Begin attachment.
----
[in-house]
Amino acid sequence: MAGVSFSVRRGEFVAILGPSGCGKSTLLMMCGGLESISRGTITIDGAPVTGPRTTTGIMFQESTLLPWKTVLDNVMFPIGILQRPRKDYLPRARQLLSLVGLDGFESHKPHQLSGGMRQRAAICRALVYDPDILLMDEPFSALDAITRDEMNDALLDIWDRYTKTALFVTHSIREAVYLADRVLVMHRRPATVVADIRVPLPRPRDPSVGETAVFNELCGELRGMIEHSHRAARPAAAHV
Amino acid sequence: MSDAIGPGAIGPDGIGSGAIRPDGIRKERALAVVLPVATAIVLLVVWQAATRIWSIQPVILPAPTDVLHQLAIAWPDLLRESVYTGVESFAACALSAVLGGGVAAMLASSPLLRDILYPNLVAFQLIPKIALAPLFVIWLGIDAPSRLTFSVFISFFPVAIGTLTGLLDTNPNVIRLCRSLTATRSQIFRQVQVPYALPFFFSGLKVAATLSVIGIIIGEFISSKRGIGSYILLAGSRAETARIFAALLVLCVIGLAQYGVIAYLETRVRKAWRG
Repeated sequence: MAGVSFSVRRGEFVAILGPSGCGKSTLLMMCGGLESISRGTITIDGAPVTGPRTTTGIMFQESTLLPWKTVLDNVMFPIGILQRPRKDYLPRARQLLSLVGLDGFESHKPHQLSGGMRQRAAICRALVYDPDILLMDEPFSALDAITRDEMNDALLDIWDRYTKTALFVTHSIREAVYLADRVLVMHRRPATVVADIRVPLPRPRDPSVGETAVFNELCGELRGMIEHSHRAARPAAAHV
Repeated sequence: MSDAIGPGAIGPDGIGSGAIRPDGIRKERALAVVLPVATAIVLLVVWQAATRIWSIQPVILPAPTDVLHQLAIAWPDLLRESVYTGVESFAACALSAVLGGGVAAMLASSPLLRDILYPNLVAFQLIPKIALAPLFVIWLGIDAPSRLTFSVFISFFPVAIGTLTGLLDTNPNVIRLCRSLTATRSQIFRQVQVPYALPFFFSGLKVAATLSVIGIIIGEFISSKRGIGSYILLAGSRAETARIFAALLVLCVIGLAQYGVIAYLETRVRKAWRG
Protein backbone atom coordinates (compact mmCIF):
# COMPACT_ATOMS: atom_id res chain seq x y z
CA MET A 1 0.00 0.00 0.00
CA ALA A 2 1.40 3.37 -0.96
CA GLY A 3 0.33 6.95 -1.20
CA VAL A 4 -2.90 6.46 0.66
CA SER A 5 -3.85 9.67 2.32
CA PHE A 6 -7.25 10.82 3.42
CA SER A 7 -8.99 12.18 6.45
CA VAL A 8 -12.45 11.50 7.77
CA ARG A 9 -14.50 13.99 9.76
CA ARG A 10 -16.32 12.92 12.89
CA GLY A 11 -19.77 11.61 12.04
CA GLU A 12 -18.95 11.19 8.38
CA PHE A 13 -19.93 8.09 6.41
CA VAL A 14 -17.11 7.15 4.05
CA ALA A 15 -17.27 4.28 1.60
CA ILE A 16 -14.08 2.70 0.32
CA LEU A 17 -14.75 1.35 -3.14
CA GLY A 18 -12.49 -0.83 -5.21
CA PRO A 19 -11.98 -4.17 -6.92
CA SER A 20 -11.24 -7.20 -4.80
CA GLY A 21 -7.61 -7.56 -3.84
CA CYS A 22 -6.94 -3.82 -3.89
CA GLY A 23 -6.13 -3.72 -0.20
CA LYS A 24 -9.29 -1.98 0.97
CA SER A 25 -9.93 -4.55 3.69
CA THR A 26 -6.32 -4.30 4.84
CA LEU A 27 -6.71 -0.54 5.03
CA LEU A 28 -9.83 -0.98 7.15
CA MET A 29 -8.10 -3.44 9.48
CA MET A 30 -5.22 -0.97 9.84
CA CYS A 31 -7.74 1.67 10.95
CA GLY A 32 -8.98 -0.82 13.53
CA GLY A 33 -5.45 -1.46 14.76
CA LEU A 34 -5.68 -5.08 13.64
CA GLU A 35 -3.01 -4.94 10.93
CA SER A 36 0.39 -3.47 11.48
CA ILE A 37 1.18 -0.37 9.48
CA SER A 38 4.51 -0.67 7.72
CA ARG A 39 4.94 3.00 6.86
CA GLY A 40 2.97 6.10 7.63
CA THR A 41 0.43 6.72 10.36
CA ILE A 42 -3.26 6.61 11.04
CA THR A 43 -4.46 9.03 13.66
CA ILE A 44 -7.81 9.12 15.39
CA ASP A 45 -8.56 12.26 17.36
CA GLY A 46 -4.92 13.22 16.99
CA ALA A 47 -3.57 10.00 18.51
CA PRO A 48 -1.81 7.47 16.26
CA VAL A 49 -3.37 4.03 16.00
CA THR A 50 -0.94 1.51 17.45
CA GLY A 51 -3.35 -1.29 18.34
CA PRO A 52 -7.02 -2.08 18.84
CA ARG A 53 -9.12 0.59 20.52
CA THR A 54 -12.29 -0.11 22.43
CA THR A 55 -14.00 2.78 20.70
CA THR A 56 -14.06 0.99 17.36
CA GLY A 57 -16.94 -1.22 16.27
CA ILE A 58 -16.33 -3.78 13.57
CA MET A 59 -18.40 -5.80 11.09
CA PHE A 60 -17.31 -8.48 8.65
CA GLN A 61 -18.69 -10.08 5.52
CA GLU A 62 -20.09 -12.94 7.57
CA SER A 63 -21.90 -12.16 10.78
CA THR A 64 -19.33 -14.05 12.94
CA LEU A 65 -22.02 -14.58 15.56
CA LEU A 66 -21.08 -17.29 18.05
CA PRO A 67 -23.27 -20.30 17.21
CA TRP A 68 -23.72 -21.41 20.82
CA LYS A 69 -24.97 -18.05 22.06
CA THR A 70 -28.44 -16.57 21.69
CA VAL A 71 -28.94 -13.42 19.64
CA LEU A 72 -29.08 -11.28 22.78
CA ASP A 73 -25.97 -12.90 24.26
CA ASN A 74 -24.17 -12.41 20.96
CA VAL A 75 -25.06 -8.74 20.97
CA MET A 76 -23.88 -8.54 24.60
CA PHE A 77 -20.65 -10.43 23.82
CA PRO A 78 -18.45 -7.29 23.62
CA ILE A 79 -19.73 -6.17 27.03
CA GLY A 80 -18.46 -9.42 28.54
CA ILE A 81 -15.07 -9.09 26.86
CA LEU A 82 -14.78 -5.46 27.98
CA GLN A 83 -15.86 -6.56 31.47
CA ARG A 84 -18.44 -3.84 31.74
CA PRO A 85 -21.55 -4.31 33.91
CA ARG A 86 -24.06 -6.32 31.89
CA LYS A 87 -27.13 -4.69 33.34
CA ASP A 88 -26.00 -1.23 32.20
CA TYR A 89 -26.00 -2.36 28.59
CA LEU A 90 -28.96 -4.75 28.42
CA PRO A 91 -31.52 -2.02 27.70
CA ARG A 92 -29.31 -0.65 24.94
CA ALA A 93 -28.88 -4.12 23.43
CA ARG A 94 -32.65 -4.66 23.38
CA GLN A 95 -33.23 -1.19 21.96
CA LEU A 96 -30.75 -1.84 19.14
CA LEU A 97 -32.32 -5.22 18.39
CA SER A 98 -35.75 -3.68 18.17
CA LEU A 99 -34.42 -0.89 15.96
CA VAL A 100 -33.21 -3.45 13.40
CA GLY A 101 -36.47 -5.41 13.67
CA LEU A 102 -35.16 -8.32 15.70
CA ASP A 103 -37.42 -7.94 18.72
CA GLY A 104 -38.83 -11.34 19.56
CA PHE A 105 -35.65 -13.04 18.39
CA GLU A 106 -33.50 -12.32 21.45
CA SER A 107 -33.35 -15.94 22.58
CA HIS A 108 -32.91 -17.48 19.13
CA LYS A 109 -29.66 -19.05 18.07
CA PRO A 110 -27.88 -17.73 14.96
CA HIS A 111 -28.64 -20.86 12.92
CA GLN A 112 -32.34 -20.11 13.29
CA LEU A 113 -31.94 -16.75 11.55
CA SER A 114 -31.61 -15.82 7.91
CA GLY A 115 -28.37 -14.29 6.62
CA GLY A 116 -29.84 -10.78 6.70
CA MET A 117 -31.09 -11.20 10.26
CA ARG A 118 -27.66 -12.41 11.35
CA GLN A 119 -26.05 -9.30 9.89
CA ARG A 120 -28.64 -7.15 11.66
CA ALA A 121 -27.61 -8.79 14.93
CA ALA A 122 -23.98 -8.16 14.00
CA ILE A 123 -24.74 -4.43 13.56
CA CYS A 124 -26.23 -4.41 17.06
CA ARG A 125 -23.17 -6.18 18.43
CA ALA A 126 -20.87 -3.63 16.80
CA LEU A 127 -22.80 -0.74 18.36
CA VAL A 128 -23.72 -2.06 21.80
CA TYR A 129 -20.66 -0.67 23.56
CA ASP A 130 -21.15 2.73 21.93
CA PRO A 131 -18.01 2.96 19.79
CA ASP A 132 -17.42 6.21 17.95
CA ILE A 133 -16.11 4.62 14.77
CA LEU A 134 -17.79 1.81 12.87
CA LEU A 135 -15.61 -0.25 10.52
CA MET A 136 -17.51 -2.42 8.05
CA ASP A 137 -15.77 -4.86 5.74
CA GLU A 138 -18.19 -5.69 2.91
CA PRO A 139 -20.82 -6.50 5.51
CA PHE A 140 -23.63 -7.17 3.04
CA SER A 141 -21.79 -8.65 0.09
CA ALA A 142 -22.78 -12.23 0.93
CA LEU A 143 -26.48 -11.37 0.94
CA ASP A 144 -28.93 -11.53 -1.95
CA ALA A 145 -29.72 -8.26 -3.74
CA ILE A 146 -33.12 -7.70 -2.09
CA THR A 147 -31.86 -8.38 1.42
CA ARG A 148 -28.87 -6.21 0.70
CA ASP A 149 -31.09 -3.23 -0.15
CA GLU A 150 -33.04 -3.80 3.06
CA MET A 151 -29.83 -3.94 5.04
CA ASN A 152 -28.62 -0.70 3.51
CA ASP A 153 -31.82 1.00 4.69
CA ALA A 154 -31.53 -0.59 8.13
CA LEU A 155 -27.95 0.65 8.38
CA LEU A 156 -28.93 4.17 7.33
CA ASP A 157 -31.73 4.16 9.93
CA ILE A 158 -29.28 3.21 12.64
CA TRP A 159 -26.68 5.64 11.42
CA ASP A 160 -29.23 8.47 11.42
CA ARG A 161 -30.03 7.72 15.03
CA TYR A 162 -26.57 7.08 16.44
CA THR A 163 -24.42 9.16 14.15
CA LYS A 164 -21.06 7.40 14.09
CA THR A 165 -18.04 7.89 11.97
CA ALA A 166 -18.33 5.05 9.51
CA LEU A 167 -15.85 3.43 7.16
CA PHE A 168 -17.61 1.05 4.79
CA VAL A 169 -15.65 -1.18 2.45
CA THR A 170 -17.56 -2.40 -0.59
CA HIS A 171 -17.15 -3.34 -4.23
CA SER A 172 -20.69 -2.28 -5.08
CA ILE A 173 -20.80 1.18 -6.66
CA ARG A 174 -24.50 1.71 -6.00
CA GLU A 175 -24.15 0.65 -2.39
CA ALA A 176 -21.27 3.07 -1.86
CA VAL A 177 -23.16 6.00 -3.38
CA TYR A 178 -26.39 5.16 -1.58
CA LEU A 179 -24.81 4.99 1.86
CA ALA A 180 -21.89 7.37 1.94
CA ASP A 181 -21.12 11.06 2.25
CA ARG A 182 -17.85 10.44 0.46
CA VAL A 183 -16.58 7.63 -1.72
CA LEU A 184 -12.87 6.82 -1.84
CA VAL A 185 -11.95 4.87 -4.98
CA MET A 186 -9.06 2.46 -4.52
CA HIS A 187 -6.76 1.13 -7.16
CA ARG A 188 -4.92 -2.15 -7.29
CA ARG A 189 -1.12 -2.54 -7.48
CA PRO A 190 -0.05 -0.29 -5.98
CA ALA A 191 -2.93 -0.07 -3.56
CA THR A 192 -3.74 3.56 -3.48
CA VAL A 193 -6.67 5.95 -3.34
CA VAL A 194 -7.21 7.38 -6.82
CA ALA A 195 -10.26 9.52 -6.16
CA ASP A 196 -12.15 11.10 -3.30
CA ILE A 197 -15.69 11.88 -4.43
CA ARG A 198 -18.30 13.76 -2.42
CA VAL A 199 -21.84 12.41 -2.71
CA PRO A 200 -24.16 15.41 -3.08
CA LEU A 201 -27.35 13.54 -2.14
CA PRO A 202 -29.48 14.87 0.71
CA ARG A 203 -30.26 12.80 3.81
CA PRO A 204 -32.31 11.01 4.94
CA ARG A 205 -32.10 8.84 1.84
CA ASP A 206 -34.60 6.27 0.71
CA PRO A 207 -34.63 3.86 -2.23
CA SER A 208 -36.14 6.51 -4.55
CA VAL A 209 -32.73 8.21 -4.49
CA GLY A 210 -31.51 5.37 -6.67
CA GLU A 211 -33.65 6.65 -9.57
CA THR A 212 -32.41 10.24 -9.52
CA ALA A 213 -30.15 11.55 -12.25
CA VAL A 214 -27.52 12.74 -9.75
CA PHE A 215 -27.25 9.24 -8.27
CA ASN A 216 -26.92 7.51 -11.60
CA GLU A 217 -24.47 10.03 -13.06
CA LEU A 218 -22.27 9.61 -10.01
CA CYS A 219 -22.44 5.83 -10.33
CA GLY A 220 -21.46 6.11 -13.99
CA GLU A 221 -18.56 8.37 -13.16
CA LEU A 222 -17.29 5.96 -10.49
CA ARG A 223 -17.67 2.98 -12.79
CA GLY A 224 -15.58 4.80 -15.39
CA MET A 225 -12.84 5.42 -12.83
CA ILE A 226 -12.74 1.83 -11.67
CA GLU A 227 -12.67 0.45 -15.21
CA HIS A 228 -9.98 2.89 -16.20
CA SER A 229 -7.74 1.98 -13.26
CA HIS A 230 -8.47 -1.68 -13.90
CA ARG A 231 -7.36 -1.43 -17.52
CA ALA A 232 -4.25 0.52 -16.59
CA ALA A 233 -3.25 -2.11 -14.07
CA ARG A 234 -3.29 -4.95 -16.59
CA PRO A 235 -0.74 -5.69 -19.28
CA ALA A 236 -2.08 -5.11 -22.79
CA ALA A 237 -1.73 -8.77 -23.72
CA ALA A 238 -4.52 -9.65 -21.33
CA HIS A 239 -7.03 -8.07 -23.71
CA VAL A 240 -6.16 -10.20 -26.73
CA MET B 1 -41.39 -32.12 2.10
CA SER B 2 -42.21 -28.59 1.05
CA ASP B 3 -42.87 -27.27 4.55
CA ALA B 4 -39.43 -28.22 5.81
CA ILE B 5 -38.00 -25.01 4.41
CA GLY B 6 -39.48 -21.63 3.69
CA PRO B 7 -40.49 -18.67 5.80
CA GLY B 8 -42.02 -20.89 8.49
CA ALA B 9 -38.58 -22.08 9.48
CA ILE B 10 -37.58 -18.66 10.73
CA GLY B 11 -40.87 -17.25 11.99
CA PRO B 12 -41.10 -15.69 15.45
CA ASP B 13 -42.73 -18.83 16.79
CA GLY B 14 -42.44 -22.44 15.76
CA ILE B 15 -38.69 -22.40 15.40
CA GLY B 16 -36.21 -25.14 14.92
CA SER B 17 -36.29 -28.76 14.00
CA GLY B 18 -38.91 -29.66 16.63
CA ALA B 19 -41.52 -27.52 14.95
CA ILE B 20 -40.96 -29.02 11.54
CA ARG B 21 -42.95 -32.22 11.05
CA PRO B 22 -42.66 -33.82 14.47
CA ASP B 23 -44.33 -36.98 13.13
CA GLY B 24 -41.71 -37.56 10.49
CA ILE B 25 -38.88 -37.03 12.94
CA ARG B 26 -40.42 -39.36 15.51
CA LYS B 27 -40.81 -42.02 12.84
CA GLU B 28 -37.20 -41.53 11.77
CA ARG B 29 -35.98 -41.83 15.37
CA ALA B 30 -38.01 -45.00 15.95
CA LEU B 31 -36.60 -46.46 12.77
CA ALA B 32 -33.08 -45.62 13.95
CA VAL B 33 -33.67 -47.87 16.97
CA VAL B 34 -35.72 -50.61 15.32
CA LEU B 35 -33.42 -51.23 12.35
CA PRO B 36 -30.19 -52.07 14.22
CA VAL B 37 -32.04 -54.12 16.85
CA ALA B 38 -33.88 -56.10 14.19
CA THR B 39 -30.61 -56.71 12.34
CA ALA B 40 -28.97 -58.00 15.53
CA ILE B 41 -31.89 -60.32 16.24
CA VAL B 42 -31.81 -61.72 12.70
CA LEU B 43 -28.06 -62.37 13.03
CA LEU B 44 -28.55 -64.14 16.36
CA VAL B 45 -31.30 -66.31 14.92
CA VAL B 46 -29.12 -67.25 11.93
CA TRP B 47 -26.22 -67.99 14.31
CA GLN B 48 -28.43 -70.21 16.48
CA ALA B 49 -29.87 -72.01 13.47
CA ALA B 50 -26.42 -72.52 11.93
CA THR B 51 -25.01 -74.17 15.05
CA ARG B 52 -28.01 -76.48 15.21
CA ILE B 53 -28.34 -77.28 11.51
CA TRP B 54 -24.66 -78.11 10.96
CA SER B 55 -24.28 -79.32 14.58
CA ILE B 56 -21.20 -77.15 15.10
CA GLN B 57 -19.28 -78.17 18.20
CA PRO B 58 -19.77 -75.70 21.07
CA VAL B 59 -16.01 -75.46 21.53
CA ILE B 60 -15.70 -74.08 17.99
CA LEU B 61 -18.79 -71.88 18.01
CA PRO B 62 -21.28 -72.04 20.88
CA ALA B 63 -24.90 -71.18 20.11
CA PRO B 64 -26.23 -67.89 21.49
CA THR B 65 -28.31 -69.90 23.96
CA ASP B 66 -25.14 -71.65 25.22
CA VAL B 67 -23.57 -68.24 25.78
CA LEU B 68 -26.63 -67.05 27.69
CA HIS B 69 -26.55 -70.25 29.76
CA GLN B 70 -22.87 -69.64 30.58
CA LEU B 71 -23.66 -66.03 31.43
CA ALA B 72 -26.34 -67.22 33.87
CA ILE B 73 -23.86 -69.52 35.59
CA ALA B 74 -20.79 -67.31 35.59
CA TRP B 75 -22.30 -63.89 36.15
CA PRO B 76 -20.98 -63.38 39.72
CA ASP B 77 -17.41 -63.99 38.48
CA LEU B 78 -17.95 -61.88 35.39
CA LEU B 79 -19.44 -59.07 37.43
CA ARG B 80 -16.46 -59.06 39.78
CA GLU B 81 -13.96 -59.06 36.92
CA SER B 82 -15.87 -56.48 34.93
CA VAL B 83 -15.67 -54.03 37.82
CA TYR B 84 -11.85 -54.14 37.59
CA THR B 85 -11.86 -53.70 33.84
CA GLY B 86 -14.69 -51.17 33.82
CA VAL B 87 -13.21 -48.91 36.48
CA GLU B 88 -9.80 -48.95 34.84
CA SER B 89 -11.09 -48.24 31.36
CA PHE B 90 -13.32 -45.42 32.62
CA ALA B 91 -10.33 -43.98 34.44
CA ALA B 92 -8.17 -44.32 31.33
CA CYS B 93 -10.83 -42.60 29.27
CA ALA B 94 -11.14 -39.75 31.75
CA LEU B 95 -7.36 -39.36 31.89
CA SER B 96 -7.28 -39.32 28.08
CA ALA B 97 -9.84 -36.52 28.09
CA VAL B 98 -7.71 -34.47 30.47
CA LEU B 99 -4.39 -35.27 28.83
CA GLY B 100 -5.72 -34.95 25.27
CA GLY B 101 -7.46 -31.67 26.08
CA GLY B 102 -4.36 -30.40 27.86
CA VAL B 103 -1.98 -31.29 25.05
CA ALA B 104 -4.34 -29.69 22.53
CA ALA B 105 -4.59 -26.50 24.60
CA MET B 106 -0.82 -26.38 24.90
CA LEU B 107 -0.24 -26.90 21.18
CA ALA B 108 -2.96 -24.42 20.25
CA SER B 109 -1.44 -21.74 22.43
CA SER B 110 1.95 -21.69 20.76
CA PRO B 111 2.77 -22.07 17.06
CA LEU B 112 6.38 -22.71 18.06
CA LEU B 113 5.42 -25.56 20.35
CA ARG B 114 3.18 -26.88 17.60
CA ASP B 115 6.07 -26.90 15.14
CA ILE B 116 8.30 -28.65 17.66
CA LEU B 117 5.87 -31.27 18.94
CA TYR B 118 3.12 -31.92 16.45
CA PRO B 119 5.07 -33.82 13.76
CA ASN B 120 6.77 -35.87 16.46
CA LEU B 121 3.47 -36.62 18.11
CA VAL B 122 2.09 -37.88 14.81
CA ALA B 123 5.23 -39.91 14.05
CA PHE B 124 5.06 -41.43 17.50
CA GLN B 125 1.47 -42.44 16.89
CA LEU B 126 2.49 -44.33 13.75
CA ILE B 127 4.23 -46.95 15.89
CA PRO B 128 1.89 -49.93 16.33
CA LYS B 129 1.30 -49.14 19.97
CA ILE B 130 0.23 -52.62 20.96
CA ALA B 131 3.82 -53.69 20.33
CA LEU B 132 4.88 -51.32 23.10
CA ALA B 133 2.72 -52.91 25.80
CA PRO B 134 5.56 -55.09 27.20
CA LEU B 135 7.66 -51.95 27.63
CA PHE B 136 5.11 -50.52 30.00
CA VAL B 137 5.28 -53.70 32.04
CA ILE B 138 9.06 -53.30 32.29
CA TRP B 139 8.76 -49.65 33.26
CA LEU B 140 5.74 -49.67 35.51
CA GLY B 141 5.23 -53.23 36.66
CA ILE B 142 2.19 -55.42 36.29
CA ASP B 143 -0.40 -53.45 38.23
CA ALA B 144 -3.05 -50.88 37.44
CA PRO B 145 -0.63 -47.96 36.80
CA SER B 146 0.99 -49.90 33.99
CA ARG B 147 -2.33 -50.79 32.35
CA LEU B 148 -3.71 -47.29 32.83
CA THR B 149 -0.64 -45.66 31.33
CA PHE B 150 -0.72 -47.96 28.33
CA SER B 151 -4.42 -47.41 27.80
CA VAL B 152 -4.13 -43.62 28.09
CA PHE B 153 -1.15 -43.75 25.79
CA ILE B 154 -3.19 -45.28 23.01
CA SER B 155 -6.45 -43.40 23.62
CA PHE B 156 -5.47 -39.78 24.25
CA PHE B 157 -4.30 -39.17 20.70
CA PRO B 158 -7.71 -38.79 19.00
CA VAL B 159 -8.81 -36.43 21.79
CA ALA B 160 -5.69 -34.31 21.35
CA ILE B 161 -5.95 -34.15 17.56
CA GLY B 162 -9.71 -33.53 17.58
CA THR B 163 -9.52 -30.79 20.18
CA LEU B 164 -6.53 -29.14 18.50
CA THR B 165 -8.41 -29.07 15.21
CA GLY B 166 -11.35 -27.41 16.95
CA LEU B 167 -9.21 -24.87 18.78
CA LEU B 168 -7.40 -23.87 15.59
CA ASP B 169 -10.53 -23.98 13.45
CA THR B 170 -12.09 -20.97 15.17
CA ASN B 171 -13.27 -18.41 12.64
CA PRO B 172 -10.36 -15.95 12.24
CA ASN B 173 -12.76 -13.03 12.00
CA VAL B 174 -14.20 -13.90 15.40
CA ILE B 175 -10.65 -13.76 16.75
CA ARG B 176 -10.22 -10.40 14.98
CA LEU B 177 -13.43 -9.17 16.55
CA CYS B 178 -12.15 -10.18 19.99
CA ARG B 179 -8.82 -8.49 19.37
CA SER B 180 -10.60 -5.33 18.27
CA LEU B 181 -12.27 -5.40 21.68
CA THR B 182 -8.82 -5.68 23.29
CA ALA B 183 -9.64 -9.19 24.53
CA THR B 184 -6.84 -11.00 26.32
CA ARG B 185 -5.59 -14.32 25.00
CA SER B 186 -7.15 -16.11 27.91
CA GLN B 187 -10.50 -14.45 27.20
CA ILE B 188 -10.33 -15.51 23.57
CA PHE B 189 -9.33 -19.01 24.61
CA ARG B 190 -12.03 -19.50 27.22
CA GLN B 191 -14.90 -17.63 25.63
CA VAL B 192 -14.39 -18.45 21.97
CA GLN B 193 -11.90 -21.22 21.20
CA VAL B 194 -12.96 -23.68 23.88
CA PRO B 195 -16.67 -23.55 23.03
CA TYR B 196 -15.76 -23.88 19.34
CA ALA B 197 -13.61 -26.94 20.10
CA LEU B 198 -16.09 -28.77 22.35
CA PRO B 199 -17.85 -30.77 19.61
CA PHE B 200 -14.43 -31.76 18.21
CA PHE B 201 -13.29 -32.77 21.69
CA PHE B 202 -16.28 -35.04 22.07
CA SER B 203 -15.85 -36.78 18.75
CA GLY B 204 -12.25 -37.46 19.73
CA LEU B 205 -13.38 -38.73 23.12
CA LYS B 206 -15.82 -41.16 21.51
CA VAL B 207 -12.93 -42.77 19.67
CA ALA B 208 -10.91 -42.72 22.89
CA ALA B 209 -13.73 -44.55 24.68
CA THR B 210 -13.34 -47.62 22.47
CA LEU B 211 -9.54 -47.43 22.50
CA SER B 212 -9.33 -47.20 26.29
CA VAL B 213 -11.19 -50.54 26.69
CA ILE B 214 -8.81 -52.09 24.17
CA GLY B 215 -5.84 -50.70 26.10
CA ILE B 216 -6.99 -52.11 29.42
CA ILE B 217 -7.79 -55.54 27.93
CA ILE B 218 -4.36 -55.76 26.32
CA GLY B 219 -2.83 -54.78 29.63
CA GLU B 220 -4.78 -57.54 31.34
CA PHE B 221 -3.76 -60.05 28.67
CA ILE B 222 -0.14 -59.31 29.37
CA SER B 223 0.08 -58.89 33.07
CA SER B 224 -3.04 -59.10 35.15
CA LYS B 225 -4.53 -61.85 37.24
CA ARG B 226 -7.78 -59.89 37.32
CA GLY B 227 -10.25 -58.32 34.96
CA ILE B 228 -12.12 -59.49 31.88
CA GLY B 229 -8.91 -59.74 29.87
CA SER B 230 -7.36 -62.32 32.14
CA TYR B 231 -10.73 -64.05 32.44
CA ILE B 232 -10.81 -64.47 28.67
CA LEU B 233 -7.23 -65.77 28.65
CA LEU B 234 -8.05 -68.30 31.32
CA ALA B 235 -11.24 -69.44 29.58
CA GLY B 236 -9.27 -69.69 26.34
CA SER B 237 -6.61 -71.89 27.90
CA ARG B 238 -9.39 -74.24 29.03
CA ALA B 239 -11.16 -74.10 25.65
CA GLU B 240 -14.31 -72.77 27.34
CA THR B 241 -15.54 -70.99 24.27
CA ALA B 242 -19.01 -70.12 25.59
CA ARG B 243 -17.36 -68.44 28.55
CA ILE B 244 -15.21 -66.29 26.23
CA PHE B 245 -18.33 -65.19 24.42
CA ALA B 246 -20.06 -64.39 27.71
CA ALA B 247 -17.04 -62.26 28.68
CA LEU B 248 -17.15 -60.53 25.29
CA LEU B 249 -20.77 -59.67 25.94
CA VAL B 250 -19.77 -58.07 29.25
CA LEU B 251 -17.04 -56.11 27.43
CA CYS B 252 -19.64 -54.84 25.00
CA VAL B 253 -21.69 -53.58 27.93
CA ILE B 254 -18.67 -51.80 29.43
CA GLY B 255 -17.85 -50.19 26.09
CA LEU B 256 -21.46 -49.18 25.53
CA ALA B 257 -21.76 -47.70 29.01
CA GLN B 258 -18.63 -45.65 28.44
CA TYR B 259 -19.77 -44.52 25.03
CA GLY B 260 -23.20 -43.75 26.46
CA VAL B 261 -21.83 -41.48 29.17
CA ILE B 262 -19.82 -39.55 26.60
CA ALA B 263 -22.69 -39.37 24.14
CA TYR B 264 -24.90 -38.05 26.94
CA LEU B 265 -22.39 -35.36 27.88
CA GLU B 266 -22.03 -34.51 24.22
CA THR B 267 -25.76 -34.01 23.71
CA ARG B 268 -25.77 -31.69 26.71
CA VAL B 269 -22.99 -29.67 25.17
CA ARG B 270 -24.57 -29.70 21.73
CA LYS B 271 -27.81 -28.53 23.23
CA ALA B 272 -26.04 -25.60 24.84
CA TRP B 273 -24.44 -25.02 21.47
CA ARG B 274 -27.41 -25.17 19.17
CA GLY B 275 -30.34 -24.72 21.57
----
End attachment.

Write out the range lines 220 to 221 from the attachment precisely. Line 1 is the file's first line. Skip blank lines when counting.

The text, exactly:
CA ALA A 213 -30.15 11.55 -12.25
CA VAL A 214 -27.52 12.74 -9.75